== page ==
same-sex relationships would resort to beatings, strict monitoring of their
movements, pressurizing them to marry etc. In the case of sex workers, daily
exposure to violence, particularly sexual violence, at the hands of the police,
clients, male partners, brothel keepers and society at large compounded their
already vulnerable status. In fact, violence experienced from clients formed an
overwhelming proportion of the violence faced by sex workers, especially
street-based sex workers. Also significantly, sex workers reported at least one
act of violence from the police during their lifetime.
With disabled women, a very different reality was revealed, wherein the primary site of violence and abuse is often the family, including intimate partners. For instance, the families of disabled women often offered generous dowries to get them married off. Husbands whose families had forced them into such marriages would later be abusive towards their wives. Families also exercised great control over the finances, mobility, and health care of these women; most disabled respondents reported abuse from siblings when they were dependent on their care, for instance. Their disability made the respondents easy targets of verbal and physical sexual harassment on public transport, and even for another kind of sexual violence- forced sterilisation without their knowledge.
For all three categories, stigma and discrimination is deeply prevalent and comes from family, friends, community members, and health service providers. Respondents faced exclusion from social gatherings, they were unable to secure jobs, accommodation, healthcare, and were denied legal rights by the state that others took for granted. The violence they faced, some of which is described above, lead to physical and psychological problems, the latter being more frequent. This left respondents feeling like they ‘deserved’ the violence; and this internalisation often prevented them from disclosing or reporting violence, and from seeking healthcare for physical problems like abdominal pain, heavy bleeding and body ache.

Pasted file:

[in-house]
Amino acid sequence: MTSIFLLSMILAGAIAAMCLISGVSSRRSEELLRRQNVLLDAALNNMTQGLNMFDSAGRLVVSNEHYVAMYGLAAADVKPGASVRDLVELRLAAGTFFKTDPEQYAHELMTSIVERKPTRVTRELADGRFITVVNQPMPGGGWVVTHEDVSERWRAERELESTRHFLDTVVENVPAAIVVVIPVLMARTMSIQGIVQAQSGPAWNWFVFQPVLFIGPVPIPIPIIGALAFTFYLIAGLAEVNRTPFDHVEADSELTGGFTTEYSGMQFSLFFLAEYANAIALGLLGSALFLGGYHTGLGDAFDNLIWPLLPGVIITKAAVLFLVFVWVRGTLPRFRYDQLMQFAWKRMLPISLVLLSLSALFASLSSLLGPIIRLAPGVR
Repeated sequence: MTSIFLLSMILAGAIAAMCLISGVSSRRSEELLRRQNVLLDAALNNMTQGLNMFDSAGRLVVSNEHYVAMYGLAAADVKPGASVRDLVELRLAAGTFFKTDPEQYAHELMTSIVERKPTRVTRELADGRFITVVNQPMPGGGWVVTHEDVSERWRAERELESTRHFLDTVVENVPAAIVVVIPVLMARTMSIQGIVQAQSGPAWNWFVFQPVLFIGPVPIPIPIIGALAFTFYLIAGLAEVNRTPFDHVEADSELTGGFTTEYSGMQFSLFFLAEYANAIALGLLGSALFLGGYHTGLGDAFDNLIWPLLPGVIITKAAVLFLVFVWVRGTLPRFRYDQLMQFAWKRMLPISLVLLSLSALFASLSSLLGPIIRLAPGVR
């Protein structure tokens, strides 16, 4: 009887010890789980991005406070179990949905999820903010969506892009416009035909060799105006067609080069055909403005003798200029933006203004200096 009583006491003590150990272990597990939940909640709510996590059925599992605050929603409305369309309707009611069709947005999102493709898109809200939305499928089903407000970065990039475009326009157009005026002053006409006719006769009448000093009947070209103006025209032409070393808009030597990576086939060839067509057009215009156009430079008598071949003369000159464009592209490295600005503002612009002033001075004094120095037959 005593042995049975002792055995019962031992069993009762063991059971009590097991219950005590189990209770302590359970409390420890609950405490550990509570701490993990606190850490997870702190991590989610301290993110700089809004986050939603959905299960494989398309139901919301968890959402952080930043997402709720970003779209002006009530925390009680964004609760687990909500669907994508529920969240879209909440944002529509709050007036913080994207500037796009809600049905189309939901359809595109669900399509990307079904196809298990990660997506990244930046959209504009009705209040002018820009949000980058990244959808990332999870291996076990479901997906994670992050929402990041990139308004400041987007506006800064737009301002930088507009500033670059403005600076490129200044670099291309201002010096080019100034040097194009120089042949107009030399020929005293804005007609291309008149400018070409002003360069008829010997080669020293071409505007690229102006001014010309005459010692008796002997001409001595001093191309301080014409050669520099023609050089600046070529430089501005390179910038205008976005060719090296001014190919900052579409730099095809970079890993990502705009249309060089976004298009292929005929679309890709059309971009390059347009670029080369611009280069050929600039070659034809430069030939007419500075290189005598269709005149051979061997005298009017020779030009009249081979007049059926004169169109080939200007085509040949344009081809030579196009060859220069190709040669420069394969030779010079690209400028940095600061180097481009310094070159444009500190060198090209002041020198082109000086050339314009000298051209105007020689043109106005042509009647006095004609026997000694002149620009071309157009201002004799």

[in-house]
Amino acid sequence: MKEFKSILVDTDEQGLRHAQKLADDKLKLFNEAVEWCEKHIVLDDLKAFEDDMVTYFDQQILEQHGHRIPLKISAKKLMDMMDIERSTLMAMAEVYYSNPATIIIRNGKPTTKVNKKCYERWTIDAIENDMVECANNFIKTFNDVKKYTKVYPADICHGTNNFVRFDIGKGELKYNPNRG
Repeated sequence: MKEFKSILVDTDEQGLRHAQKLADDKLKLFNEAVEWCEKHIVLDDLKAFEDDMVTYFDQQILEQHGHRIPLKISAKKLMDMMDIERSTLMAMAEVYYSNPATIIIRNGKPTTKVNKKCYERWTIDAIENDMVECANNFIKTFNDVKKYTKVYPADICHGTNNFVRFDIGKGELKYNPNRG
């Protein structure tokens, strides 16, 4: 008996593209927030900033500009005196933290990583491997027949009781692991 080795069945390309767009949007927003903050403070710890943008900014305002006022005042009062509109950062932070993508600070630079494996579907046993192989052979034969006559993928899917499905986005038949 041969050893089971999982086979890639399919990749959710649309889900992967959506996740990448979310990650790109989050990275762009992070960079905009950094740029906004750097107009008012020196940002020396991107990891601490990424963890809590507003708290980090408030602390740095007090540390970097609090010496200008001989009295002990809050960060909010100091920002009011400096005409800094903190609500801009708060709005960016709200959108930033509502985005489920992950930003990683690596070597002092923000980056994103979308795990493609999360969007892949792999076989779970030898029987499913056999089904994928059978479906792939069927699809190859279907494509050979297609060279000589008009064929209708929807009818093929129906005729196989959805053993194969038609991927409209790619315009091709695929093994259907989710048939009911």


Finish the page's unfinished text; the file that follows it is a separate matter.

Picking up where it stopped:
Findings also confirm what many have argued for long - that direct violence is often an eruption on a landscape constituted by structures of heteronormativity and patriarchy, which divest all women of control over their bodies and sexuality. For lesbian women, the societal framework that propagates heterosexuality as the norm is the key source of violence, as it makes invisible their lives and identities, and provokes abuse against them. Similarly, sex workers are seen as ‘bad women’ who do not have the right to say no to any kind of sex.
Gayle Rubin’s (1984) sexual hierarchy is an effective conceptual and political framework that discusses exactly this. Rubin argues that societies rank and respond to sex acts according to a hierarchical system of value, with marital, monogamous, heterosexual, reproductive, and non-commercial sex at the very top of the pyramid. This type of sex is rewarded with certified mental health, respectability, legality, social and physical mobility, and institutional and material benefits. As we travel lower down the pyramid, the rewards turn into sanctions. A violation of these rules - through unmarried, promiscuous, homosexual, non-procreative, and commercial sex, or even inter-generational sex, use of pornography, sexual objects, or sex in more public places - is considered bad, unnatural, and abnormal. Religious, psychiatric, popular and political discourses strictly maintain and regulate these boundaries of acceptable and unacceptable sex.
And so, when we reflect on and take forward the activism of these months against sexual assault, we must honestly evaluate what sexual hierarchies we have been working with, even as feminists. It cannot be stressed enough that all women have the right to a life free from violence, and to sexual autonomy. That is the larger battle, and it must include everybody.
This article stems from a paper presented at Hivos's Movements Rethink conference